Edie Falco wants ban on NYC live animal markets to prevent Wuhan-like outbreak: 'It's a life-or-death issue'

'This step could be pivotal in stopping other deadly viruses from ever jumping to humans,' she wrote in a letter written to Mayor Bill de Blasio

                            Edie Falco wants ban on NYC live animal markets to prevent Wuhan-like outbreak: 'It's a life-or-death issue'
(Getty Images)

Amid the deadly outbreak of coronavirus in the United States, which is believed by experts to have originated in the wet markets of Wuhan in China, actress Edie Falco has written to the Mayor of New York City to close its live animal markets and slaughterhouses. 

The 'Sopranos' actress, who was born in Brooklyn and is also a PETA representative, sent a letter to Mayor Bill de Blasio on April 10, where she likened the live poultry shops of the city to the wet markets of Wuhan. 

“As a New Yorker and an honorary PETA director, may I urge you to take whatever action is necessary to effect the immediate and permanent closure of all live-animal markets in our city?” Falco wrote according to New York Post. “That step could be pivotal in stopping other deadly viruses from ever jumping to humans.”

Along with the letter, Falco also included a short video showing footage from the factories and makeshift markets. The two-minute-long clip revealed chickens being crammed in cages and animals being butchered out in the open. 

According to a map by animal-rights group Slaughter-Free NYC, there are at least 80 live poultry markets and slaughterhouses in and around the Big Apple. While many of them have been forced to shut down amid the statewide lockdown, many of them still remain operational, a PETA spokesperson said.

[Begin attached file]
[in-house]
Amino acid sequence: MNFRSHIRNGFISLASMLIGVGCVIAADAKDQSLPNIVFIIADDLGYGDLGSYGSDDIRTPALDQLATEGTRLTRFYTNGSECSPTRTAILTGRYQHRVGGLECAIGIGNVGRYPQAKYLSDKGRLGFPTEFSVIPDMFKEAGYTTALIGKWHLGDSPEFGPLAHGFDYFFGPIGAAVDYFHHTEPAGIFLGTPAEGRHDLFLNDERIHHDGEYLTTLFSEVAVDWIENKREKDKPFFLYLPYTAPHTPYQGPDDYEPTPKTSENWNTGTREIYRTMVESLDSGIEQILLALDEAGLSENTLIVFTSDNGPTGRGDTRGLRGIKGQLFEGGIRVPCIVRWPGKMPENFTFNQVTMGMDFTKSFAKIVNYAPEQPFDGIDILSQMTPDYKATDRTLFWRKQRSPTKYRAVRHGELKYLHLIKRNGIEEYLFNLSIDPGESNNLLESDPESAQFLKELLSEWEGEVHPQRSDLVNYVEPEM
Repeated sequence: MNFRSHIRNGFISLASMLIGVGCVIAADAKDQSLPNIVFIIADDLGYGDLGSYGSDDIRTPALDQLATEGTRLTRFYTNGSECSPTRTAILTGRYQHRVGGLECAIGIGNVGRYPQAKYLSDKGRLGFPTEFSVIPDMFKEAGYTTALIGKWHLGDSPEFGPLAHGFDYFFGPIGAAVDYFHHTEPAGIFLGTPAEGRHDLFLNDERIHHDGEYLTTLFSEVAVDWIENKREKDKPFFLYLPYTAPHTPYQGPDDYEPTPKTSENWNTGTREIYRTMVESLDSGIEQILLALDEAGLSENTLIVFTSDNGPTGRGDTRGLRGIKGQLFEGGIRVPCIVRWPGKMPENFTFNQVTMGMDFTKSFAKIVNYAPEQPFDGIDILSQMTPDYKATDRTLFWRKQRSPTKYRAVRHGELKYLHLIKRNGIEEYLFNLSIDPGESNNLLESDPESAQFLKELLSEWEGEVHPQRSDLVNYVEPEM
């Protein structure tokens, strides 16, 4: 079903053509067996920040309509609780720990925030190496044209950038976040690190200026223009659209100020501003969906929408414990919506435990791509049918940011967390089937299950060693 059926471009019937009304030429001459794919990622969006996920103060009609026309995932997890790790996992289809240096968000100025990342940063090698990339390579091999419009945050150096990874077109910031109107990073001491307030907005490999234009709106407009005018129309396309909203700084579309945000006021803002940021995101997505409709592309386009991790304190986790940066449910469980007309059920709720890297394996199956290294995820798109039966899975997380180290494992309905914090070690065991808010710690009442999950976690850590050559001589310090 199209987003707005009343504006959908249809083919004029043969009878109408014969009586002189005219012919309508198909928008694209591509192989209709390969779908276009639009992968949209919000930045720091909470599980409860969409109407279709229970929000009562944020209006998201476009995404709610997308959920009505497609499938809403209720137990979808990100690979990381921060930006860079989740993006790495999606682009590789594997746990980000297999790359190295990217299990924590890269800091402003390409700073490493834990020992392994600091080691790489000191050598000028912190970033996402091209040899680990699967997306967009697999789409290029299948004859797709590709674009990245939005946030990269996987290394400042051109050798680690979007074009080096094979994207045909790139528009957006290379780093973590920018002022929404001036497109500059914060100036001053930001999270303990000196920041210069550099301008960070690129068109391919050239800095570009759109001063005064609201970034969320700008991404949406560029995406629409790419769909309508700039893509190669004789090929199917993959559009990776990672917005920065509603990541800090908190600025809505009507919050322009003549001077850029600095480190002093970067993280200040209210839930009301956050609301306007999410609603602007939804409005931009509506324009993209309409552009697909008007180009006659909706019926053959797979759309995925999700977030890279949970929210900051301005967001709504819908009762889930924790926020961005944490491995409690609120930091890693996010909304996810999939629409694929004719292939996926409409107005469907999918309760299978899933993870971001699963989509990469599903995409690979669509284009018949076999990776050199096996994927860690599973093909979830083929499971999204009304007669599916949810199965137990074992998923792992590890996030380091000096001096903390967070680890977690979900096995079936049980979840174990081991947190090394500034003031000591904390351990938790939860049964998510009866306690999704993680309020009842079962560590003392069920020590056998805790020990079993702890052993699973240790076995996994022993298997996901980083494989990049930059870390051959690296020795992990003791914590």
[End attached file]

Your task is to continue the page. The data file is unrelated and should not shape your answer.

Falco wrote that some of these markets were located near schools and homes “where animal waste and animal blood can easily be picked up on shoes and tracked down sidewalks and into restaurants and homes."

“In some, animals are slaughtered on public streets and left to bleed out on the ground," she added. 

Residents wearing face masks purchase seafood at a wet market on January 28, 2020 in Macau, China  (Getty Images)

Imploring the mayor, she concluded, "We need your decisive leadership on this life-or-death issue. You are uniquely positioned to help stop future pandemics and set an example for other leaders by closing the city’s live-animal markets immediately.”

The death toll from COVID-19 has already crossed 5,000 in New York with a spike in the number of deceased expected in the coming weeks. 

A similar letter, signed by more than 200 wildlife groups was recently addressed to the World Health Organization (WHO) urging it to shut down "wet markets" across the globe to prevent such outbreaks in the future. 

The letter also urged WHO to raise the alarm about the risks posed to human health by wildlife trade, since several other pandemics, including Ebola and the 2003 SARS, have also been linked to viruses spreading from animals to humans.

“Once COVID-19 is behind us, returning to business, as usual, cannot be an option. We need to dig deep and reset our fundamental relationship with the natural world, rethink our place in it and treat our planet and all its inhabitants with a great deal more respect, for its sake and for ours,” Dr Mark Jones, head of policy at Born Free, one of the charities involved, said.

Meanwhile, President Donald Trump’s daughter-in-law, Lara Trump, has also joined animal rights activist groups like the Humane Society of the United States, People for the Ethical Treatment of Animals, and Animal Wellness Action to put pressure on China to close the markets like the one in Wuhan.

“It is undeniable that the risks posed by wet markets are too great and the cruelty too severe to allow them to operate even one more day. I hope for the sake of humanity the country immediately discontinues this horrific and cruel tradition,” said Lara Trump.